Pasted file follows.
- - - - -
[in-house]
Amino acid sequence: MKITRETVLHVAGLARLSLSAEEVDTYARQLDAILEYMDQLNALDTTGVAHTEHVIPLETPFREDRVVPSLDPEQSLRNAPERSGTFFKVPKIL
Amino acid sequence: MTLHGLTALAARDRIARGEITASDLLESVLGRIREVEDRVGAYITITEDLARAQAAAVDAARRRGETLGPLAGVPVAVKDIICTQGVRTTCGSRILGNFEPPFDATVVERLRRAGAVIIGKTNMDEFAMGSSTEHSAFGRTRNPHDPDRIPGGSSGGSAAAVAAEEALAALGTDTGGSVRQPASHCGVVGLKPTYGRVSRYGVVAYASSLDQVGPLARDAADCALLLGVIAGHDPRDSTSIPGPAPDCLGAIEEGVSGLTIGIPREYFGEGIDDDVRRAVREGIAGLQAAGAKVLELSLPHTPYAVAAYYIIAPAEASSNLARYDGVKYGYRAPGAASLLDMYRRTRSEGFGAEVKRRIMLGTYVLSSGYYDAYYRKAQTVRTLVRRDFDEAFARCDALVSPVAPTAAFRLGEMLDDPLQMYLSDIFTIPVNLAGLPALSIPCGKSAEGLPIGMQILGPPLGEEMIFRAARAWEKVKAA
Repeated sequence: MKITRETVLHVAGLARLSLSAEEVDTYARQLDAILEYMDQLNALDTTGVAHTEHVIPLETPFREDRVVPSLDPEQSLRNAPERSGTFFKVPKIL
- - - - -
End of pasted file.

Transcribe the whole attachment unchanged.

[in-house]
Amino acid sequence: MKITRETVLHVAGLARLSLSAEEVDTYARQLDAILEYMDQLNALDTTGVAHTEHVIPLETPFREDRVVPSLDPEQSLRNAPERSGTFFKVPKIL
Amino acid sequence: MTLHGLTALAARDRIARGEITASDLLESVLGRIREVEDRVGAYITITEDLARAQAAAVDAARRRGETLGPLAGVPVAVKDIICTQGVRTTCGSRILGNFEPPFDATVVERLRRAGAVIIGKTNMDEFAMGSSTEHSAFGRTRNPHDPDRIPGGSSGGSAAAVAAEEALAALGTDTGGSVRQPASHCGVVGLKPTYGRVSRYGVVAYASSLDQVGPLARDAADCALLLGVIAGHDPRDSTSIPGPAPDCLGAIEEGVSGLTIGIPREYFGEGIDDDVRRAVREGIAGLQAAGAKVLELSLPHTPYAVAAYYIIAPAEASSNLARYDGVKYGYRAPGAASLLDMYRRTRSEGFGAEVKRRIMLGTYVLSSGYYDAYYRKAQTVRTLVRRDFDEAFARCDALVSPVAPTAAFRLGEMLDDPLQMYLSDIFTIPVNLAGLPALSIPCGKSAEGLPIGMQILGPPLGEEMIFRAARAWEKVKAA
Repeated sequence: MKITRETVLHVAGLARLSLSAEEVDTYARQLDAILEYMDQLNALDTTGVAHTEHVIPLETPFREDRVVPSLDPEQSLRNAPERSGTFFKVPKIL